They opened up for Ozzy at the very first concert I ever attended. My mother went with my sister and me because Ozzy was huge in the area at the time.
It was packed to the gills. Metallica came out first and completely blew everybody’s minds all over the place. James had his arm in a cast from skateboarding, and Cliff was just a huge blur of hair, headbanging literally the entire show. It was fantastic! It’s one of those nights where I wish I could hop back into my younger self and experience it once again, knowing what I know now.
It was so different from anything I had been exposed to. My sister became my tour guide for metal music after that.
6. And how about being asked to do this event poster? What sort of elements first signaled as being vitally important to incorporate? Tell us about the creative process to arrive where you did.
Well, as a fan, it’s one of the biggest honors of my career.
Metallica has always been incredibly visual. When I hear their music, it’s hard for me not to picture the album covers or the classic shirts that Pushead has designed over the years. The visual art associated with the band includes some of the most iconic designs in rock & roll history. Even the Metallica logo itself is simple, iconic, and inspired.
I think if you’re going to sum up the first 40 years of a band’s career into a single image, you’d want to pull in some iconography that has made such a cultural impact over that time and then try to make it feel like it has its own story.
I’ve always associated the classic wood-engraved printmaking art of Gustave Doré and Albrecht Dürer as being very elegant and classic, so I think that “feel” is what started as my initial mission. I tried to incorporate an essence of all of Metallica’s original studio albums on the image and added a few little Easter eggs here and there just as a fan.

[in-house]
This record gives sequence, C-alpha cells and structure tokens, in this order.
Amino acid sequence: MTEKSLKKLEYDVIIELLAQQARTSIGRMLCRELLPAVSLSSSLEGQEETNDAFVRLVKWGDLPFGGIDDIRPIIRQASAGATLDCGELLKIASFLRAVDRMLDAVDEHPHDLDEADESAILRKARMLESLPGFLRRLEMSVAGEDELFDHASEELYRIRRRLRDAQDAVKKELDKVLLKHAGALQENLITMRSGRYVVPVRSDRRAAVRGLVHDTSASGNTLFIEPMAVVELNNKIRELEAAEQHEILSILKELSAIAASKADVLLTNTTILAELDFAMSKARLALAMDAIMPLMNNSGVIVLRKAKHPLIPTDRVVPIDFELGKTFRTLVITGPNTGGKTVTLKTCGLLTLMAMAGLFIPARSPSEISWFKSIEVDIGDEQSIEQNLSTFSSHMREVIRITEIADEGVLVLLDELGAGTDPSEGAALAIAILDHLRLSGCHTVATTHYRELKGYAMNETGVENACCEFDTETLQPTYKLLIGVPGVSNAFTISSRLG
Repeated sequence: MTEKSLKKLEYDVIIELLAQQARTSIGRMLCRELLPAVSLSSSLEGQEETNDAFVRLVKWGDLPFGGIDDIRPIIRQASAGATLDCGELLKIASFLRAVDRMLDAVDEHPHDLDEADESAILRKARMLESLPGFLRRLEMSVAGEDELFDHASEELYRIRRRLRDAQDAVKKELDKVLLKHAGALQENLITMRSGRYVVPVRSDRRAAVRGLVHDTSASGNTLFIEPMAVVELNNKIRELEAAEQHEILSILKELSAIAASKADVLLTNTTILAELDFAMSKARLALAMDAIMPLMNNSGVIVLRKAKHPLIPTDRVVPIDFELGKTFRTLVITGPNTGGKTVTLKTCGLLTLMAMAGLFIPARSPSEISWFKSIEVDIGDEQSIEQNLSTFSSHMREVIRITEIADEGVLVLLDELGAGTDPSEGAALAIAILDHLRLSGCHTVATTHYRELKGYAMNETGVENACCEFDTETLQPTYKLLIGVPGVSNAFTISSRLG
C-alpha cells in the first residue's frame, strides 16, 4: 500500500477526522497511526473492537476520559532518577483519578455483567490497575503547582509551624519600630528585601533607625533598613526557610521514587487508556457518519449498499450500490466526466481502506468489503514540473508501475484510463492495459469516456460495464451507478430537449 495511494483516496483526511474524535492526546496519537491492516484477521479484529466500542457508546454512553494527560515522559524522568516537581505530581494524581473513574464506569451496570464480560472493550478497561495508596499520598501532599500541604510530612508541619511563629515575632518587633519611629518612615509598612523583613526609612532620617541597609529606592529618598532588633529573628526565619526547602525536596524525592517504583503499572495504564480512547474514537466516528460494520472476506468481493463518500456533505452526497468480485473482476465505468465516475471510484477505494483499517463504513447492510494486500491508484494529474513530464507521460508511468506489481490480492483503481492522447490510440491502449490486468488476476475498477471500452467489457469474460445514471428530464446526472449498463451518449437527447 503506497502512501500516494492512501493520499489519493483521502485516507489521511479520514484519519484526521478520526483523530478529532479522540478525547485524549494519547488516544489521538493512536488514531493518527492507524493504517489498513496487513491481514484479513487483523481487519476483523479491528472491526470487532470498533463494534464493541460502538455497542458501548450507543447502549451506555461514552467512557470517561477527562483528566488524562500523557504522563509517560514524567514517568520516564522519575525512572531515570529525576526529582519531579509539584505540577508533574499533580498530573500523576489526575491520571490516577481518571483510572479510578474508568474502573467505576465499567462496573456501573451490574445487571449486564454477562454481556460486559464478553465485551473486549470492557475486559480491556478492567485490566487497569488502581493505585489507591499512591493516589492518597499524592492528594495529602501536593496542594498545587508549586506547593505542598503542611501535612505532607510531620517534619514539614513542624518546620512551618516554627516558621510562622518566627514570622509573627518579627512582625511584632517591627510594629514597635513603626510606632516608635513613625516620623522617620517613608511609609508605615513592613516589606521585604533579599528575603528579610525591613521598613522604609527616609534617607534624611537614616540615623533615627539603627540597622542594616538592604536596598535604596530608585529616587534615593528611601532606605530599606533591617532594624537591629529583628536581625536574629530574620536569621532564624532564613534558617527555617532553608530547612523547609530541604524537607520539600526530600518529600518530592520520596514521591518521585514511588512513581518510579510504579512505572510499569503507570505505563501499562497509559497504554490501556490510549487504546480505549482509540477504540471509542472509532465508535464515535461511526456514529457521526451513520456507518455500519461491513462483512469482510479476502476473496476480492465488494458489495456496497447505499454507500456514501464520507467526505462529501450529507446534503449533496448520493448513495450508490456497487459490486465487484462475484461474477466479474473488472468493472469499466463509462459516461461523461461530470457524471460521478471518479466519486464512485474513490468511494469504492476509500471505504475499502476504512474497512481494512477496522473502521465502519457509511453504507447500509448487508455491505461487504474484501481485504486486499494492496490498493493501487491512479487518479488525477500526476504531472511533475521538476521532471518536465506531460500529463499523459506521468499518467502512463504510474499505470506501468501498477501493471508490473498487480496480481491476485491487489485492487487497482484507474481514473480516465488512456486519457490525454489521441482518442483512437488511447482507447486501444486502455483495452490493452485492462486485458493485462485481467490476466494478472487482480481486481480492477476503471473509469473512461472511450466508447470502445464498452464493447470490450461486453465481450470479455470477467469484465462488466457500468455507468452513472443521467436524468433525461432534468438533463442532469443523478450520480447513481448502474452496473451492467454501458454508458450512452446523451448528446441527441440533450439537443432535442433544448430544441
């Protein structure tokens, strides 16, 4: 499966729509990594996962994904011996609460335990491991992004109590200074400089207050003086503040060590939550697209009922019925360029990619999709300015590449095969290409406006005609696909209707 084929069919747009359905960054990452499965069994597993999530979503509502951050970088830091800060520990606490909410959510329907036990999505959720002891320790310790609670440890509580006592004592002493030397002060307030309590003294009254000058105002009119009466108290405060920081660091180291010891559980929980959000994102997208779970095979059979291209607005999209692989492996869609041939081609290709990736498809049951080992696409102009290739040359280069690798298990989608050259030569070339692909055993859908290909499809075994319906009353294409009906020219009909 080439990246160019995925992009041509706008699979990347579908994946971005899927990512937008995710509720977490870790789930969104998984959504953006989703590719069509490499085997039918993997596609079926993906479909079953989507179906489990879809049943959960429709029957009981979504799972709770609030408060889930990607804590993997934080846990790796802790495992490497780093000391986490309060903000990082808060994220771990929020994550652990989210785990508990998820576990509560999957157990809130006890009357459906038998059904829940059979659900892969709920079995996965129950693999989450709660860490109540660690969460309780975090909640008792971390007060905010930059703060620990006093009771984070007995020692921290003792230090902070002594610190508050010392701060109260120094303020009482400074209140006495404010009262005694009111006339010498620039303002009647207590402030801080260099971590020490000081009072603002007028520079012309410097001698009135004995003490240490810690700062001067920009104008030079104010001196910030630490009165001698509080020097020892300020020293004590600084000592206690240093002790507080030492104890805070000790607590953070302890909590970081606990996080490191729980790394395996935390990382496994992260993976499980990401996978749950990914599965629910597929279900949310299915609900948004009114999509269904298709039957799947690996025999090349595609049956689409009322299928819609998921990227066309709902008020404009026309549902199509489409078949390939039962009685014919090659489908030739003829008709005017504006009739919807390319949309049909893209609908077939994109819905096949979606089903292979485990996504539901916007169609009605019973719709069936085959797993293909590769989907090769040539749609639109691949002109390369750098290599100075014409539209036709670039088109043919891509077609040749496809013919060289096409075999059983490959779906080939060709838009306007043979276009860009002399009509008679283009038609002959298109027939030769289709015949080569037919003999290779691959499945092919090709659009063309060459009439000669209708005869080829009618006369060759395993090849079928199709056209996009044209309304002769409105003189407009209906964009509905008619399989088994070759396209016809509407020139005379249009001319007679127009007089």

7. If you were asked to present a piece of art which defined the heart of Metallica, what might it look like?
Specifically, when I think of the “heart” of Metallica, I think of all the charity work. All the people they are impacting with the All Within My Hands Foundation. I think of standing in a stadium with 45,000 other Metallica fans and feeling the camaraderie as James yells, “HOW DOES IT FEEL TO BE ALIVE?” I think about how much time they spend with the fans or the vulnerability in some of the lyrics that have helped people get through hard times. Loss. Recovery. Hope. Redemption. I would try to bundle those feelings up into something aesthetically pleasing.
8. Ascribe a spirit animal for each band member?
Hmmm… let me think about this. Well, Rob does the crab walk, so that’s a shoo-in, right?
9. What’s your favorite Metallica song?
Man, that is a tough question. When you have a band that has essentially been the soundtrack to your life, it’s hard to separate the music from the experiences.
The entire Puppets album was my gateway to the band and the record I’ve listened to probably more than any piece of recorded music in history. I know that’s a cop-out to say an entire album, but if I’m going to listen to one song on that album, I am going to make a session of it.
I can say that “Fixxxer” is a criminally underrated song and the one that I probably listened to the most while drawing this poster. I even put the “three Xs for the stone” on one of the gravestones in the back. I feel like the lyrics and passion in that song are some of James’ most personal work. You can feel his heart and soul in that song.
10. If Metallica were a video game, what sort would they be?
Man, I loved the Guitar Hero: Metallica console game from a few years back. You could play all the instruments, and it was really hard! My wife and I played it for years. However, if I were tasked to make a brand-new game with the “essence” of Metallica, it would involve some sort of adventure or pursuit. I associate the band with a constant state of pursuit. Never standing still. Pursuit of wisdom, pursuit of meaning, spirit, inspiration, betterment; abandonment of the status quo. That sort of stuff.
I’m not sure how that would translate as a game, but I’m sure if we added some sort of weapon and some zombies, it would work itself out.